On Tuesday, March 27, 2012 02:55:47 PM Robert Haas wrote: > On Tue, Mar 27, 2012 at 4:27 AM, Dimitri Fontaine > > <dimi...@2ndquadrant.fr> wrote: > > In the first versions of the patch I did try to have a single point > > where to integrate the feature and that didn't work out. If you want to > > publish information such as object id, name and schema you need to have > > specialized code spread out everywhere. > > [...] > > > That's meant to be a feature of the command trigger system, that's been > > asked about by a lot of people. Having triggers fire for sub commands is > > possibly The Right Thing™, or at least the most popular one. > > [...] > > > I will rework LOAD, and ALTER TABLE too, which is more work as you can > > imagine, because now we have to insinuate the command trigger calling > > into each branch of what ALTER TABLE is able to implement. > > [...] > > > From last year's cluster hacker meeting then several mails on this list, > > it appears that we don't want to do it the way you propose, which indeed > > would be simpler to implement. > > [...] > > > I think that's a feature. You skip calling the commands trigger when you > > know you won't run the command at all. > > I am coming more and more strongly to the conclusion that we're going > in the wrong direction here. It seems to me that you're spending an > enormous amount of energy implementing something that goes by the name > COMMAND TRIGGER when what you really want is an EVENT TRIGGER. > Apparently, you don't want a callback every time someone types CREATE > TABLE: you want a callback every time a table gets created. Not necessarily. One use-case is doing something *before* something happens like enforcing naming conventions, data types et al during development/schema migration.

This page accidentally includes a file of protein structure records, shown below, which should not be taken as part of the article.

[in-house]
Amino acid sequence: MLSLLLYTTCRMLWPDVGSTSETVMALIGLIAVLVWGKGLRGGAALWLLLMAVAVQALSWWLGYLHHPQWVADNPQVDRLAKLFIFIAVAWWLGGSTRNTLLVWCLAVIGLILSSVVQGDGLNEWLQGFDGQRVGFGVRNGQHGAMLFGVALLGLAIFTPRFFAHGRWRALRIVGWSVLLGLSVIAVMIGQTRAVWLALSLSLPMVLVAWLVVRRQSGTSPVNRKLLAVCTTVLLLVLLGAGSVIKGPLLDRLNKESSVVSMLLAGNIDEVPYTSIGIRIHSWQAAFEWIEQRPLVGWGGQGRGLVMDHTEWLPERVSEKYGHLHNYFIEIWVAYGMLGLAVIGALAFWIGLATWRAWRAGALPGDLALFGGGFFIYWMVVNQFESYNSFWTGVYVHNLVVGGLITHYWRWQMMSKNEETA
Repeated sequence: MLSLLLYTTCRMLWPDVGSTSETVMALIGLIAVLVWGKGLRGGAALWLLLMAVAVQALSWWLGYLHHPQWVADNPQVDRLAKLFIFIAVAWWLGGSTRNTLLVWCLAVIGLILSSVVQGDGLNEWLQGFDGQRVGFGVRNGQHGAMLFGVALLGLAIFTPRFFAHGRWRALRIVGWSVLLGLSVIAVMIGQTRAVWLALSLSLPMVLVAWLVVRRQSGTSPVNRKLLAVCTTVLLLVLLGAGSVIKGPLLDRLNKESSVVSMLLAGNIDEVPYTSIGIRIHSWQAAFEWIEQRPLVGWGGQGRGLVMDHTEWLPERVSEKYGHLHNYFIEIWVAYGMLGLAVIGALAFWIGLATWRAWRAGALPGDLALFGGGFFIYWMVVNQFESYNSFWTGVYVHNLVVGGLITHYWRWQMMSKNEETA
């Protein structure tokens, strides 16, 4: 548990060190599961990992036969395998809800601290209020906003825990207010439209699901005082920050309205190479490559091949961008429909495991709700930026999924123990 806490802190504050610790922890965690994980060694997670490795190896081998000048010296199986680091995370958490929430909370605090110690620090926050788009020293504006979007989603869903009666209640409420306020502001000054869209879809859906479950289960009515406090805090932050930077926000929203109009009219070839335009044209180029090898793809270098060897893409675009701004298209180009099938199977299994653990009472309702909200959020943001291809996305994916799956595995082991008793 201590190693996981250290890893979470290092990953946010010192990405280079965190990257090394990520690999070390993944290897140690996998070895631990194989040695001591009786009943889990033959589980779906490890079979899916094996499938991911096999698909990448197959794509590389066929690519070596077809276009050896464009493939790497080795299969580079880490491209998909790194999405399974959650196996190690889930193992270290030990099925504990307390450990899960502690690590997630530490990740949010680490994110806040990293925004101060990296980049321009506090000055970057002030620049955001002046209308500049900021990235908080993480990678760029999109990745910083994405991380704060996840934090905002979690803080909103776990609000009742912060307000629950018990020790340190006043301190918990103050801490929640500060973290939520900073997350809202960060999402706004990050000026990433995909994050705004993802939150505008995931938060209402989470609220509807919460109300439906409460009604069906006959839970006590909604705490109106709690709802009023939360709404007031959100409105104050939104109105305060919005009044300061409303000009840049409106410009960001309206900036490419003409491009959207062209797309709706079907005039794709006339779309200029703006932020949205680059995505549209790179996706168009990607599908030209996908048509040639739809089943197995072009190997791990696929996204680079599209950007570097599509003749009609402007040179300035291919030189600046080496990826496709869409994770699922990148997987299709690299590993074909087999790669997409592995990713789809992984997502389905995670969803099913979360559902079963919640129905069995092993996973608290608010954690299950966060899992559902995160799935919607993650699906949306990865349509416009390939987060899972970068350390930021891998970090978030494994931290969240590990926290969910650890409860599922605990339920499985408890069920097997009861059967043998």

> In the > interest of getting event triggers, you're arguing that we should > contort the definition of the work "command" to include sub-commands, > but not necessarily commands that turn out to be a no-op, and maybe > things that are sort of like what commands do even though nobody > actually ever executed a command by that name. I just don't think > that's a good idea. We either have triggers on commands, and they > execute once per command, period; or we have triggers on events and > they execute every time that event happens. I don't think thats a very helpfull definition. What on earth would you want to do with plain passing of CREATE SCHEMA blub CREATE TABLE foo() CREATE TABLE bar(); So some decomposition seems to be necessary. Getting the level right sure ain't totally easy. It might be helpful to pass in the context from which something like that happened. > As it turns out, two people have already put quite a bit of work into > designing and implementing what amounts to an event trigger system for > PostgreSQL: me, and KaiGai Kohei. It's called the ObjectAccessHook > mechanism, and it fires every time we create or drop an object. It > passes the type of object created or dropped, the OID of the object, > and the column number also in the case of a column. The major > drawback of this mechanism is that you have to write the code you want > to execute in C, and you can't arrange for it to be executed via a DDL > command; instead, you have to set a global variable from your shared > library's _PG_init() function. However, I don't think that would be > very hard to fix. We could simply replaces the > InvokeObjectAccessHook() macro with a function that calls a list of > triggers pulled from the catalog. Which would basically require including pg_dump in the backend to implement replication and logging. I don't think librarifying pg_dump is a fair burden at all. Also I have a *very hard* time to imagining to sensibly implement replicating CREATE TABLE or ALTER TABLE ... ADD COLUMN with just object access hooks. There is just not enough context. How would you discern between a ADD COLUMN and a CREATE TABLE? They look very similar or even identical on a catalog level. I also have the strong feeling that all this would expose implementation details *at least* as much as command triggers. A slight change in order of catalog modifcation would be *way* harder to hide via the object hook than something of a similar scale via command triggers. > I think there are a couple of advantages of this approach over what > you've got right now. First, there are a bunch of tested hook points > that are already committed. They have well-defined semantics that are > easy to understand: every time we create or drop an object, you get a > callback with these arguments. Second, KaiGai Kohei is interested in > adding more hook points in the future to service sepgsql. If the > command triggers code and the sepgsql code both use the same set of > hook points then (1) we won't clutter the code with multiple sets of > hook points and (2) any features that get added for purposes of > command triggers will also benefit sepgsql, and visca versa. Since > the two of you are trying to solve very similar problems, it would be > nice if both of you were pulling in the same direction. Third, and > most importantly, it seems to match the semantics you want, which is a > callback every time something *happens* rather than a callback every > time someone *types something*. Obviously unifying both on implementation level would be nice, but I don't really see it happening. The ObjectAccessHook mechanism seems too low level to me. > Specifically, I propose the following plan: > > - Rename COMMAND TRIGGER to EVENT TRIGGER. Rewrite the documentation > to say that we're going to fire triggers every time an *event* > happens. Rewrite the code to put the firing mechanism inside > InvokeObjectAccessHook, which will become a function rather than a > macro. That would mean extending the ObjectAccessHook mechanism to handle: - altering objects - before events (which would make the current data passing mechanism moot, you can't look in the catalogs yet) - passing names (otherwise simple triggers are *WAY* to hard to write) - giving enough usefull context to know whats happening. Knowing that a new row was created is just about pointless in itself if you don't know why/from where. - ... Which would - at least as far I can see - essentially morph into the command triggers patch. > I realize this represents a radical design change from what you have > right now, but what you have right now is messy and ill-defined and I > don't think you can easily fix it. You're exposing great gobs of > implementation details which means that, inevitably, every time anyone > wants to refactor some code, the semantics of command triggers are > going to change, or else the developer will have to go to great > lengths to ensure that they don't. I don't think either of those > things is going to make anyone very happy. Hm. I agree that there is some work needed to make the whole handling more consistent. But I don't think its as bad as you paint it. I don't want to brush of your review here - you definitely do raise valid points. I don't particularly like the current implementation very much. But I simply fail to see a less annoying way. Its also not that I am just defending a colleague - you might have noticed the @2ndquadrant - I got interested in this patch quite a bit before that was on the horizon. Greetings, Andres -- Andres Freund http://www.2ndQuadrant.com/ PostgreSQL Development, 24x7 Support, Training & Services -- Sent via pgsql-hackers mailing list (email@example.com) To make changes to your subscription: http://www.postgresql.org/mailpref/pgsql-hackers